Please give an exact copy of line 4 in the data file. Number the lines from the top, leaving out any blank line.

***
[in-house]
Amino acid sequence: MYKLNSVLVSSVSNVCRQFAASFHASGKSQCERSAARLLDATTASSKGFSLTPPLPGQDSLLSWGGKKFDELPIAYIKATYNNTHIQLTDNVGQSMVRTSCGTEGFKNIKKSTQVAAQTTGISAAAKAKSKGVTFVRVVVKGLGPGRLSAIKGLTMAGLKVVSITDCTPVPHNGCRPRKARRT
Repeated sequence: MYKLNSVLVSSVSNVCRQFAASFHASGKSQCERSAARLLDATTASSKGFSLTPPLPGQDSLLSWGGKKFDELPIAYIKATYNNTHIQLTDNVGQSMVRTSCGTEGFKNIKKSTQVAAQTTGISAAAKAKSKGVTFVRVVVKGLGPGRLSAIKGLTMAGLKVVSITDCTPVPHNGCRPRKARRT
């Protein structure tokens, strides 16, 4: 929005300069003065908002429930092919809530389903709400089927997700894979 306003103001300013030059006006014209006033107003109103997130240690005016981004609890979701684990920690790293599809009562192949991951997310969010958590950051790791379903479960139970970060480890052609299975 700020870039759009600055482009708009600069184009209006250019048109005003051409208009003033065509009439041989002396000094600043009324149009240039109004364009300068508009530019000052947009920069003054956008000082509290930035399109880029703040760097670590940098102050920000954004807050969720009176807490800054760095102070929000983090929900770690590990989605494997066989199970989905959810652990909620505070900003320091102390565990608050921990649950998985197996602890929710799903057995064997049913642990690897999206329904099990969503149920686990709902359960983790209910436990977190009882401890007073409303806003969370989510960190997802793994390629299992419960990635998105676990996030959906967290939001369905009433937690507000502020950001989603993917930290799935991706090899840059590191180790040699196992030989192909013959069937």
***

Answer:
């Protein structure tokens, strides 16, 4: 929005300069003065908002429930092919809530389903709400089927997700894979 306003103001300013030059006006014209006033107003109103997130240690005016981004609890979701684990920690790293599809009562192949991951997310969010958590950051790791379903479960139970970060480890052609299975 700020870039759009600055482009708009600069184009209006250019048109005003051409208009003033065509009439041989002396000094600043009324149009240039109004364009300068508009530019000052947009920069003054956008000082509290930035399109880029703040760097670590940098102050920000954004807050969720009176807490800054760095102070929000983090929900770690590990989605494997066989199970989905959810652990909620505070900003320091102390565990608050921990649950998985197996602890929710799903057995064997049913642990690897999206329904099990969503149920686990709902359960983790209910436990977190009882401890007073409303806003969370989510960190997802793994390629299992419960990635998105676990996030959906967290939001369905009433937690507000502020950001989603993917930290799935991706090899840059590191180790040699196992030989192909013959069937």